Kelly: I actually just did my first rehearsal with the guitar player today. It’s Nick [Martin], who’s in the band playing everything I’m not playing on the record. I’m gonna have Derek Grant from the [Alkaline] Trio on drums, and then my friend Ryan on guitar. Nick and Ryan have both never played live music in front of people who knew what they were playing before. They’ve both been in bands, they’ve both played shows, but neither one of them come from a punk rock world, or even an indie rock world, they both come from just a regular old rock ‘n’ roll world. They both grew up listening to things like Cat Stevens and Jimi Hendrix and shit like that – the dudes that know every Beatles album and the running order on them. I should know that too, because that’s just part of rock ‘n’ roll lore and it’s important, but I’ll tell you the order of all the Bad Religion albums instead because that’s what kinda blew my hair back as a kid. Those dudes were taking the classical approach to rock ‘n’ roll. As a result, they’ve never had some niche of weirdos that wanted to see their bands. [Laughs] It’s gonna be an interesting scene. Derek’s traveling right now and he gets back right before the show, so I have to trust that he knows the stuff, and I’m up there with two guys who never played shows with people who knew the stuff before. It’s gonna be interesting. Whether it’s gonna be good or bad, I can’t say.
P ‘s: And you’re playing bass?
Kelly: No, I’ll play guitar. We’ll probably all switch off because I think we’re gonna try to get a keyboard set up there too. So I think we might do some switching off because Derek and Ryan both play a little bit of keyboards. Nick plays all the keyboards on the record, but he broke his hand and never got it set so he can’t play the keyboards.
P ‘s: Wow. Alright.
Kelly: Yeah, the whole thing is a real pig fuck. [Laughs] But it’s what I got to work with, and they’re all virtuoso musicians, so really I’m in great hands, but that’s kind of how I like to roll. I like it to be interesting and a little dangerous. That’s why I kind of got into this whole thing in the first place.
P ‘s: It’s interesting that you say you have an interest in these dangerous kind of situations, because while that’s certainly what the new record deals with lyrically, from a musical perspective you could definitely alienate and upset a lot of your core fan base. Did that risk inform those choices?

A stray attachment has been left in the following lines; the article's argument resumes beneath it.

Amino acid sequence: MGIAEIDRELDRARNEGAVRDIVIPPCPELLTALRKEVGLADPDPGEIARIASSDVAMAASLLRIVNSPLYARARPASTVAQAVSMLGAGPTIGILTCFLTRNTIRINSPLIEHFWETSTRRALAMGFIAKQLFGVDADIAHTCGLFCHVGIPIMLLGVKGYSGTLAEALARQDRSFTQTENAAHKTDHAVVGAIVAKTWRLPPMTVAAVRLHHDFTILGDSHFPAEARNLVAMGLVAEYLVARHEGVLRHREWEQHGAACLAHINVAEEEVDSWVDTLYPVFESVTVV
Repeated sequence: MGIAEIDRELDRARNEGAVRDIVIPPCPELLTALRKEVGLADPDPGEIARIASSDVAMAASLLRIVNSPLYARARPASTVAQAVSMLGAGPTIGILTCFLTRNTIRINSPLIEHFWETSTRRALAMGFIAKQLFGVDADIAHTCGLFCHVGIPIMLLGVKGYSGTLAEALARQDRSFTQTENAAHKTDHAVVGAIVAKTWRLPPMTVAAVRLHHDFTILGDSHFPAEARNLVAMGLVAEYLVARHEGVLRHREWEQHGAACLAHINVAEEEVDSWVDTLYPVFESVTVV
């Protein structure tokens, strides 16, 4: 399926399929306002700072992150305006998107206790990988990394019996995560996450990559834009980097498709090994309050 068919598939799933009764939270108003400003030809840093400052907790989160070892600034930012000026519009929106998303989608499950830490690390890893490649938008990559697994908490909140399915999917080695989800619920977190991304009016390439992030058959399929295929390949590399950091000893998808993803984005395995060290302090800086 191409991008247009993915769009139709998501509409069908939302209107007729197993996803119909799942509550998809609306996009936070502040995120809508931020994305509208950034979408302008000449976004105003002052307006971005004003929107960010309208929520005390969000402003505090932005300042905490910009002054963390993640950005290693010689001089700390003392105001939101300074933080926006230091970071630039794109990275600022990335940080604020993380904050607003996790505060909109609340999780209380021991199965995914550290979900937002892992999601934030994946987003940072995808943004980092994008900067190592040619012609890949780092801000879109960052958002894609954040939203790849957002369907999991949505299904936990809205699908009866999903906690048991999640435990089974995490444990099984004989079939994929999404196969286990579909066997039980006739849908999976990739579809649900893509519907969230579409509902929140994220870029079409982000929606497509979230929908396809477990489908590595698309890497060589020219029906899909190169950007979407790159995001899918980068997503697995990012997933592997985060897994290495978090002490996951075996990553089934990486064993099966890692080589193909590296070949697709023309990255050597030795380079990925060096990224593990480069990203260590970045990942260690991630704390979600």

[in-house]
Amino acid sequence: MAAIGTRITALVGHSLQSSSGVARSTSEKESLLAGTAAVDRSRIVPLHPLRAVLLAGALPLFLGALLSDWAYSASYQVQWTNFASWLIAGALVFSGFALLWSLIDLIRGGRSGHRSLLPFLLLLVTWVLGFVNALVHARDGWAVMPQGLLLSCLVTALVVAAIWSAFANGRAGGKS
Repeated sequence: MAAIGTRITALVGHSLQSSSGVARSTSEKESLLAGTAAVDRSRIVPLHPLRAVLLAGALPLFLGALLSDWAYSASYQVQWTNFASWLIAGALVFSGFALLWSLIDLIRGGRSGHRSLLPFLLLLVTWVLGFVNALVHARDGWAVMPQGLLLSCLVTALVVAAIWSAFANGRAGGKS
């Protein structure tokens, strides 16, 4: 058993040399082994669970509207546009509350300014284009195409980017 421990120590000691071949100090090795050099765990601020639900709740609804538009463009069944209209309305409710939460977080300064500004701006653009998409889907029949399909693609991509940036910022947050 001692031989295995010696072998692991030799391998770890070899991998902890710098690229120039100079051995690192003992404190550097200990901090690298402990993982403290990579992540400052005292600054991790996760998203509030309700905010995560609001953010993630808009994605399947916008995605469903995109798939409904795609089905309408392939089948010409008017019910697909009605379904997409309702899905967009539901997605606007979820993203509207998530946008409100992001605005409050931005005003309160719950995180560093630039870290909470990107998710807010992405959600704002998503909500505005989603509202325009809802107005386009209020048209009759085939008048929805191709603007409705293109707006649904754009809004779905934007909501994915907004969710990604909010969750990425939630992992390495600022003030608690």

That’s just the shit that was coming out of me. There’s a way I could go about censoring it or playing it up, and at a certain point I decided to play it up. It’s not completely different than the subject matter that I touched on in the Falcon, for example.
There’s that one song on the Falcon record about being stuffed into a barrel where people stick their dicks through the holes in the barrel and you have to suck all their dicks, and that’s pretty dark. [Laughs]
I think there’s like a level of consent in that song that is absent from this record. This record is definitely – from my perspective – whether it plays like it or not, the darkest, dirtiest thing I’ve ever done. There are sort-of two factors at work here. One is that this was just what was coming out of me, and that was the stuff that excited me, and that was the stuff that made me nervous and interested and excited about making music. Because I was like, “Whoa, can I write a song like this?” Because if you ask yourself a question like that it’s like, “Well you fuckin’ better!” Now you’ve got a chance to do something that’s worth hearing. If you hear the song you’ve just written and you go, “Put that in the vault,” who cares? I got a band for you called Guns ‘N’ Roses and they do rock ‘n’ roll better than you do, I guarantee it. So your cool song that just works, it’s not the point. I’m obviously not playing to a mass audience; I’m not trying to sell records. This record is an art project you know. I mean, I keep using that term and I hate people that refer to records as “art” and “projects” because music is so much more visceral and dick swinging than that. There’s a level of machismo and almost jock, sports attitude to making music that everyone who makes music pretends isn’t there but is totally there. The dude from Iron and Wine writes a song and somewhere in the back of his head he’s thinking, “Fuck you assholes! You thought you knew some fuckin’ good music? Fuck you! I can’t wait to see someone eat their fuckin’ own dick to this song.”
P ‘s: Even though it’s pretty acoustic music he’s like, “I’m owning you!”
Kelly: Right! [Laughs] There is an athletic mentality to music when you get to a certain level. But anyway, my point is, those ended up being the songs that spoke to me in terms of, “This is worth doing because it’s out of my comfort zone and it’s weird.” It became apparent that this was treading this really dark path, and it also sort-of coincided with – and I keep bringing these guys up even though I’m not a fan – I don’t listen to Odd Future, I don’t give a shit about Odd Future. I don’t have anything against them, I don’t know them, I know who they are, that’s it. There was that whole thing where Tegan from Tegan and Sara came out and said, “This motherfucker is singing about raping chicks and are we seriously supposed to pretend like that’s OK?” And my thought was like, “At what fuckin’ point on this Earth did we get to a place where somebody’s art has to mean what they personally believe in?” Do you think that the guy that wrote the screenplay for the movie “The Accused” is into gang raping chicks on pinball machines? Do you think the guy that wrote “The Silence of the Lambs” really likes to rip off peoples’ faces and wear them around? Why can’t you write a record from the criminal perspective and not be considered to be a criminal sympathizer yourself?